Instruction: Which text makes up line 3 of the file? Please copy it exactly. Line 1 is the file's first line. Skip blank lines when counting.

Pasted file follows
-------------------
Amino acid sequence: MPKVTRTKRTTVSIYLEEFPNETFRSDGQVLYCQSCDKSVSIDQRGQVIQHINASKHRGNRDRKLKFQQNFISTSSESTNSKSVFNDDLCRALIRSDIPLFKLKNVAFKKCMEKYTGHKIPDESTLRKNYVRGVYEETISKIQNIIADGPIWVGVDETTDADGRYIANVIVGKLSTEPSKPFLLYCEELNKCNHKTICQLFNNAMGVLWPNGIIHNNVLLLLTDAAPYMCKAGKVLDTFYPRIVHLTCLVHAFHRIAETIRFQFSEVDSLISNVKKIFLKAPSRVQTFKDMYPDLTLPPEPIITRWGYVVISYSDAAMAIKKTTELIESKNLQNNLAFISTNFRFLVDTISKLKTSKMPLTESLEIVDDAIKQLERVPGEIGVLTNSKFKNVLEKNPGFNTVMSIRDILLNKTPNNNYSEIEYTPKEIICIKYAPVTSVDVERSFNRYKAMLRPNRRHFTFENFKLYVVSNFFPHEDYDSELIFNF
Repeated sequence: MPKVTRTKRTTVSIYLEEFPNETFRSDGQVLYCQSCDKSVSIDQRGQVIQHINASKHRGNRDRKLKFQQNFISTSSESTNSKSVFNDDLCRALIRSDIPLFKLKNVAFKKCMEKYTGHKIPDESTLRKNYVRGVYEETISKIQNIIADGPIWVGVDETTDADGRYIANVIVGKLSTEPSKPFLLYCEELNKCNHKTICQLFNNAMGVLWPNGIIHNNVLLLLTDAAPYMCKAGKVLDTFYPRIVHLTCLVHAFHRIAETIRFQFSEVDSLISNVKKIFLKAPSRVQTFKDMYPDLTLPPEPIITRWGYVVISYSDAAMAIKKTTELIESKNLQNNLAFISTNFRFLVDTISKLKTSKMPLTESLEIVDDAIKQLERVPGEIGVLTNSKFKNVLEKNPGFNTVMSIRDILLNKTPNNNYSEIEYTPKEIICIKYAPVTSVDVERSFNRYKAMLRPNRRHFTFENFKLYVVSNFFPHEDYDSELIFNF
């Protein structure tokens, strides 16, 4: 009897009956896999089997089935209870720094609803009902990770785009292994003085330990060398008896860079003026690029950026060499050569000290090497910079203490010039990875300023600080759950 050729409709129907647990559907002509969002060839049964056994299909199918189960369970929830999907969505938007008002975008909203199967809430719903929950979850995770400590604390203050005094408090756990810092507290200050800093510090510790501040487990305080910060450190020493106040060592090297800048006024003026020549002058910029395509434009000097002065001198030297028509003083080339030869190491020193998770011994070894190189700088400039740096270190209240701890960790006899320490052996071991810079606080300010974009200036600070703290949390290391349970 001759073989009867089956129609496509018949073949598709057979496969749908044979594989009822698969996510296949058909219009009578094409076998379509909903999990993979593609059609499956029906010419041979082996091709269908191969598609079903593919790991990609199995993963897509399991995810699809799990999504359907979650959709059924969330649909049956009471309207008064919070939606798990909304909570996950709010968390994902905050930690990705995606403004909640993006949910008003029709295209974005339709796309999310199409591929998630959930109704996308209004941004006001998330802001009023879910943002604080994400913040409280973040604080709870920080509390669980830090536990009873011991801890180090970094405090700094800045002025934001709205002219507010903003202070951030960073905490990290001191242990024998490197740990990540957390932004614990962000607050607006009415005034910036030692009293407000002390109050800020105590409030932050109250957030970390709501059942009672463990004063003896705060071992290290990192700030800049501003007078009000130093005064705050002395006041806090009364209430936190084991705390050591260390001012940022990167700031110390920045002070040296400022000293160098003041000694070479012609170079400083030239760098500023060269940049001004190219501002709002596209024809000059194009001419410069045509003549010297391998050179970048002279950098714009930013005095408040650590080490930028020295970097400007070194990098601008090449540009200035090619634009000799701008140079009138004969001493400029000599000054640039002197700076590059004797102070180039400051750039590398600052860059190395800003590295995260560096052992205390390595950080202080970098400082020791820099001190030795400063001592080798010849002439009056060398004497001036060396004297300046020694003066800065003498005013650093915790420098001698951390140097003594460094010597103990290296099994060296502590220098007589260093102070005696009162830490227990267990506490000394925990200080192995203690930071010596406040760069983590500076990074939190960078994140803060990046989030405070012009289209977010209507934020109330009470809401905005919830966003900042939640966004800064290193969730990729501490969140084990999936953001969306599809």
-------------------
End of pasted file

């Protein structure tokens, strides 16, 4: 009897009956896999089997089935209870720094609803009902990770785009292994003085330990060398008896860079003026690029950026060499050569000290090497910079203490010039990875300023600080759950 050729409709129907647990559907002509969002060839049964056994299909199918189960369970929830999907969505938007008002975008909203199967809430719903929950979850995770400590604390203050005094408090756990810092507290200050800093510090510790501040487990305080910060450190020493106040060592090297800048006024003026020549002058910029395509434009000097002065001198030297028509003083080339030869190491020193998770011994070894190189700088400039740096270190209240701890960790006899320490052996071991810079606080300010974009200036600070703290949390290391349970 001759073989009867089956129609496509018949073949598709057979496969749908044979594989009822698969996510296949058909219009009578094409076998379509909903999990993979593609059609499956029906010419041979082996091709269908191969598609079903593919790991990609199995993963897509399991995810699809799990999504359907979650959709059924969330649909049956009471309207008064919070939606798990909304909570996950709010968390994902905050930690990705995606403004909640993006949910008003029709295209974005339709796309999310199409591929998630959930109704996308209004941004006001998330802001009023879910943002604080994400913040409280973040604080709870920080509390669980830090536990009873011991801890180090970094405090700094800045002025934001709205002219507010903003202070951030960073905490990290001191242990024998490197740990990540957390932004614990962000607050607006009415005034910036030692009293407000002390109050800020105590409030932050109250957030970390709501059942009672463990004063003896705060071992290290990192700030800049501003007078009000130093005064705050002395006041806090009364209430936190084991705390050591260390001012940022990167700031110390920045002070040296400022000293160098003041000694070479012609170079400083030239760098500023060269940049001004190219501002709002596209024809000059194009001419410069045509003549010297391998050179970048002279950098714009930013005095408040650590080490930028020295970097400007070194990098601008090449540009200035090619634009000799701008140079009138004969001493400029000599000054640039002197700076590059004797102070180039400051750039590398600052860059190395800003590295995260560096052992205390390595950080202080970098400082020791820099001190030795400063001592080798010849002439009056060398004497001036060396004297300046020694003066800065003498005013650093915790420098001698951390140097003594460094010597103990290296099994060296502590220098007589260093102070005696009162830490227990267990506490000394925990200080192995203690930071010596406040760069983590500076990074939190960078994140803060990046989030405070012009289209977010209507934020109330009470809401905005919830966003900042939640966004800064290193969730990729501490969140084990999936953001969306599809």